- Operating “processes” may need to change because a manual process is now automatic, or vice versa. Or whole new processes need to be created because there was no access to new functionality. Lastly, processes can also change because better and new information is available
- The “technology”, by definition in a new implementation, is already changing and will affect “people” and “processes” and the whole IT landscape. If a required function will not be supported by an “out of a box” feature or a new process or role, so a retailer may need to create a technological tool that is outside the current solution. In these cases, Micro Services can be used to provide the necessary real time exchange of data, but a new sub project may need to be initiated to build out or acquire these external new tools
Gaps between current retail operations and Best Practices
We assume that most Tier 1 and Tier 2 Retailers operate using Best Practices, but reality is that there are very few organizations that are 100% best practice. From our experiences, even in the best run IT operations, 10 to 20 percent of retail operating processes would not be considered Industry Best Practices. These unique practices may be outdated bad habits adopted over time, but sometimes they may be the “secret sauce” for why that Retailer is successful (We had a client with unique customer financing options, that was their “secret sauce” and could not be supported with an out of box solution). In either case, a thorough Gap analysis will need to be completed and owned by the Project Team and Stakeholders.
The process to analyze each function should include the following:
- Define key retail functions that need to be addressed
- Identify Upstream and Downstream dependent systems (people, processes and technology) and corresponding functions that will be affected
- Document and review of current and/or planned business processes
- Compare current/planned business processes to Best Practices and denote Gaps
- Develop and agree on new solutions whether a change or a combination of changes to People, Process or Technology (for SAAS solutions this may be building or acquiring external systems)
In a PASS environment, technological modifications to base “out of box” retail solutions are more acceptable. But modifications cost money to produce, increase the difficulty of installing future releases of the base system to the Cloud, and increase implementation risk. Consequently, modifications should be limited to only those that are critical to the business or provide truly overwhelming benefits.
Sometimes, we kick off this Gap Analysis exercise (sometimes called “Conference Room Pilot” or “Business Impact Analysis”) prior to an implementation even starting, as most of the Best of Breed retail packages use known best practices. Retailers like this as they often can “jump start” the change management process even before the formal implementation project gets started (i.e. previous clients have engaged us to begin this process as they finish selecting and negotiating with their preferred solution provider).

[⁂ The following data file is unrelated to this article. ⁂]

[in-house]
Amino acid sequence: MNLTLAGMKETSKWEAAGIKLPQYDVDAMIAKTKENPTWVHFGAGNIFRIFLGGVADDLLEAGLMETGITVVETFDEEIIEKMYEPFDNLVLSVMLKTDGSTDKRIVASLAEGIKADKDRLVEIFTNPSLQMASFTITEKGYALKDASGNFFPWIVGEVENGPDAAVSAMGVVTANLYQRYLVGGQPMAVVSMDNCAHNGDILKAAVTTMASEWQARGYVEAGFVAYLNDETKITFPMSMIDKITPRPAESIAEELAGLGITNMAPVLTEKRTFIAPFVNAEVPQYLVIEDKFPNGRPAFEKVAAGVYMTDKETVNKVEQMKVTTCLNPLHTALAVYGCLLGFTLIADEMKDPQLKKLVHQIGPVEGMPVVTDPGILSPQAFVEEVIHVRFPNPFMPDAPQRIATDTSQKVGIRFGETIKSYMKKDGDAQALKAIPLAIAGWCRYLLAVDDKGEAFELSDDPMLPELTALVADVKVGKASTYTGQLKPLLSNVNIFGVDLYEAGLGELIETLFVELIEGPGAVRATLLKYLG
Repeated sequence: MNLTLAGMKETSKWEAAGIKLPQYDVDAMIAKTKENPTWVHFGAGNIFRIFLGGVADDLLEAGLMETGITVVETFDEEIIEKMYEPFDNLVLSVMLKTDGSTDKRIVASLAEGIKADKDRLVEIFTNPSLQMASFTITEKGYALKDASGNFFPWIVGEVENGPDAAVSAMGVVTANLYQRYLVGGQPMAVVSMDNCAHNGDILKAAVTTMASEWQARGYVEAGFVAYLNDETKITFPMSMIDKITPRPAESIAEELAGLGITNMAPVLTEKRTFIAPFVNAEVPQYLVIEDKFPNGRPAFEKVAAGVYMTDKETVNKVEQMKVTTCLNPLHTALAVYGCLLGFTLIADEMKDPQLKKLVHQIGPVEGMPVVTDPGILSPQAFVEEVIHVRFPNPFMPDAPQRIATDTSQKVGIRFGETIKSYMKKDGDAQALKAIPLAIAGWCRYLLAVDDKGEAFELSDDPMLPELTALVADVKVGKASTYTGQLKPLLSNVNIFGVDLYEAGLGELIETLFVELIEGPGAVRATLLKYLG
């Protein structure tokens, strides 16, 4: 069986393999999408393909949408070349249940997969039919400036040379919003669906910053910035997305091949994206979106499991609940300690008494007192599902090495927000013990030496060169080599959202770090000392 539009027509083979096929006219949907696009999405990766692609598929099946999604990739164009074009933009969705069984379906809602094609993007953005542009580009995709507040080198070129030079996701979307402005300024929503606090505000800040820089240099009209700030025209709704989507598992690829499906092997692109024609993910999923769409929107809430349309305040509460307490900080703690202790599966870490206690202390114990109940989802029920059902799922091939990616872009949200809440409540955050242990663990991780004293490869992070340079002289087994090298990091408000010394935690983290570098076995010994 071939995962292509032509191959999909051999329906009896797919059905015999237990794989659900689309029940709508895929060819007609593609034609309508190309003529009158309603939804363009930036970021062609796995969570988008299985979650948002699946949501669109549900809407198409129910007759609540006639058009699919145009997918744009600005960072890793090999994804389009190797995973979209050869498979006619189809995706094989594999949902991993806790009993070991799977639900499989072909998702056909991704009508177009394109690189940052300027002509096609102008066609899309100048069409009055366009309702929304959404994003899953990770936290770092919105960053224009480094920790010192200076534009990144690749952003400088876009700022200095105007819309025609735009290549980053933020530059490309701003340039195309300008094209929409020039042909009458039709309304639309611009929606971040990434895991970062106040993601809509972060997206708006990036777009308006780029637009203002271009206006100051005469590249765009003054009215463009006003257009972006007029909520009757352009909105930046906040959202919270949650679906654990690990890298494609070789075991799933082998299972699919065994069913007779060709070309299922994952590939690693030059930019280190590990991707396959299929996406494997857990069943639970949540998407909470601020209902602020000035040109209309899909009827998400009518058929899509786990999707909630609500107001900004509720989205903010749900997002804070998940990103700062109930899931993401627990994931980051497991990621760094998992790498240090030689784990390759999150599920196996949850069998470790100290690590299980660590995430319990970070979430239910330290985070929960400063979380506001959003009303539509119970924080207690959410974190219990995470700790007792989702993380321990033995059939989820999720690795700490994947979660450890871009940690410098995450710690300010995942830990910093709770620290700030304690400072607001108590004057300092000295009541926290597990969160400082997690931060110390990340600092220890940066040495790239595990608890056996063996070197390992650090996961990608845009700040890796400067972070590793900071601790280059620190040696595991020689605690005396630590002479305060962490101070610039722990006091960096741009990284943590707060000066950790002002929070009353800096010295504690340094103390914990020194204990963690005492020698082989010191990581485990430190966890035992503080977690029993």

If this activity is done after selection has been completed, the Vendor will be included and we often will set up a “Lab” with an out of box base retail solution, so the project team will have a hands-on experience with the new tool as we identify Gaps.
Consistent Change Management even after implementation in a Cloud Environment
The beauty of a SAAS based solution is that retailers will not have to worry about deploying upgrades as updates to the software are made automatically and deployed by Vendor/System integrator once internal Quality Assurance (QA) is complete. However, with this benefit retailers will need to create a process to test and ingest these changes as they are communicated in a Vendor’s release notes (one SAAS Vendor we work with provides software updates about once a month). This is a form of Change Management as well.
Creating automated test scripts and a uniform process to identify if these retail software updates will require changes to upstream and downstream processes, people or technology is imperative in a SAAS environment.
Typically, in an on premise or PAAS implementation, once a new system is fully implemented, users will only see changes three times with the new system:
- Minor Vendor patch updates for bugs, typically require minimal, if any, change management effort as a fix is to make system work as designed
- Major Vendor patch updates for bugs, typically should require minimal, if any, change management effort as a fix to make system work as designed, but if fix big enough, may have upstream or downstream effects
- Vendor Version upgrade (typically retailers will wait a few cycles between upgrades to implement newest version)
Conclusion and Change Management Framework
In this article, we have introduced the importance of Change Management when implementing Retail Cloud Solutions. We have also covered common drivers for Change as well as the three components where the change will be enacted: People, Process and Technology.
In future blogs, we will review the various Change Management Methodologies (i.e. ADKAR, Kotter, Lewin, Bridges etc..) that we have utilized in previous projects based on the current and future state requirements identified in the Discovery phase of the project.